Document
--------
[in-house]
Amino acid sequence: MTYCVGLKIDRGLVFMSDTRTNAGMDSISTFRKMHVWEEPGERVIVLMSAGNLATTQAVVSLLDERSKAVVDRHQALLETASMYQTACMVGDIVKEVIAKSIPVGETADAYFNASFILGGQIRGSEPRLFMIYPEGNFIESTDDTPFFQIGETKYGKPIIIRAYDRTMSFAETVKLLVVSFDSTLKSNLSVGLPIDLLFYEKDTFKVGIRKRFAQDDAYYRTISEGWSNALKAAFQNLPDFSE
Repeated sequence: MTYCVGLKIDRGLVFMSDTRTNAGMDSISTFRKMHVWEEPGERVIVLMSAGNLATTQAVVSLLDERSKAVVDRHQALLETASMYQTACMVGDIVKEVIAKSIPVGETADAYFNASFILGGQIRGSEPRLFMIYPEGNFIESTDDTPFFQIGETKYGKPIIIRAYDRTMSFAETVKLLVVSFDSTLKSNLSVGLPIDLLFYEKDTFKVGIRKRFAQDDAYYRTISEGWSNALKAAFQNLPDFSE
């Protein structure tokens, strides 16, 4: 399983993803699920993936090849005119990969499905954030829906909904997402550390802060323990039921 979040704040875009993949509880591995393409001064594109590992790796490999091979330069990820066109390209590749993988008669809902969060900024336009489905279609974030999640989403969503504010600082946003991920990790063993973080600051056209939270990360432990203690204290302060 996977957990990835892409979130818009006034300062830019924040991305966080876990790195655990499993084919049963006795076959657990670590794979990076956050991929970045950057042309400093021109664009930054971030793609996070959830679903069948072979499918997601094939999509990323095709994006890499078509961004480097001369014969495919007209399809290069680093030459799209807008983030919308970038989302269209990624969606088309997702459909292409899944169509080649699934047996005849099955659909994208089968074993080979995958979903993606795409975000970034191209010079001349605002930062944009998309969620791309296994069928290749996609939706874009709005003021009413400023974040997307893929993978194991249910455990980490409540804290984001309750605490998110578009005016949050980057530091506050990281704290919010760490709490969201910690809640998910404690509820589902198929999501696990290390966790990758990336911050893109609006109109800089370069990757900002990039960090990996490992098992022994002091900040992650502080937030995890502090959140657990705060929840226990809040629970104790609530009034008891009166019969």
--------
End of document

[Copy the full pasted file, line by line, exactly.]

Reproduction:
[in-house]
Amino acid sequence: MTYCVGLKIDRGLVFMSDTRTNAGMDSISTFRKMHVWEEPGERVIVLMSAGNLATTQAVVSLLDERSKAVVDRHQALLETASMYQTACMVGDIVKEVIAKSIPVGETADAYFNASFILGGQIRGSEPRLFMIYPEGNFIESTDDTPFFQIGETKYGKPIIIRAYDRTMSFAETVKLLVVSFDSTLKSNLSVGLPIDLLFYEKDTFKVGIRKRFAQDDAYYRTISEGWSNALKAAFQNLPDFSE
Repeated sequence: MTYCVGLKIDRGLVFMSDTRTNAGMDSISTFRKMHVWEEPGERVIVLMSAGNLATTQAVVSLLDERSKAVVDRHQALLETASMYQTACMVGDIVKEVIAKSIPVGETADAYFNASFILGGQIRGSEPRLFMIYPEGNFIESTDDTPFFQIGETKYGKPIIIRAYDRTMSFAETVKLLVVSFDSTLKSNLSVGLPIDLLFYEKDTFKVGIRKRFAQDDAYYRTISEGWSNALKAAFQNLPDFSE
């Protein structure tokens, strides 16, 4: 399983993803699920993936090849005119990969499905954030829906909904997402550390802060323990039921 979040704040875009993949509880591995393409001064594109590992790796490999091979330069990820066109390209590749993988008669809902969060900024336009489905279609974030999640989403969503504010600082946003991920990790063993973080600051056209939270990360432990203690204290302060 996977957990990835892409979130818009006034300062830019924040991305966080876990790195655990499993084919049963006795076959657990670590794979990076956050991929970045950057042309400093021109664009930054971030793609996070959830679903069948072979499918997601094939999509990323095709994006890499078509961004480097001369014969495919007209399809290069680093030459799209807008983030919308970038989302269209990624969606088309997702459909292409899944169509080649699934047996005849099955659909994208089968074993080979995958979903993606795409975000970034191209010079001349605002930062944009998309969620791309296994069928290749996609939706874009709005003021009413400023974040997307893929993978194991249910455990980490409540804290984001309750605490998110578009005016949050980057530091506050990281704290919010760490709490969201910690809640998910404690509820589902198929999501696990290390966790990758990336911050893109609006109109800089370069990757900002990039960090990996490992098992022994002091900040992650502080937030995890502090959140657990705060929840226990809040629970104790609530009034008891009166019969």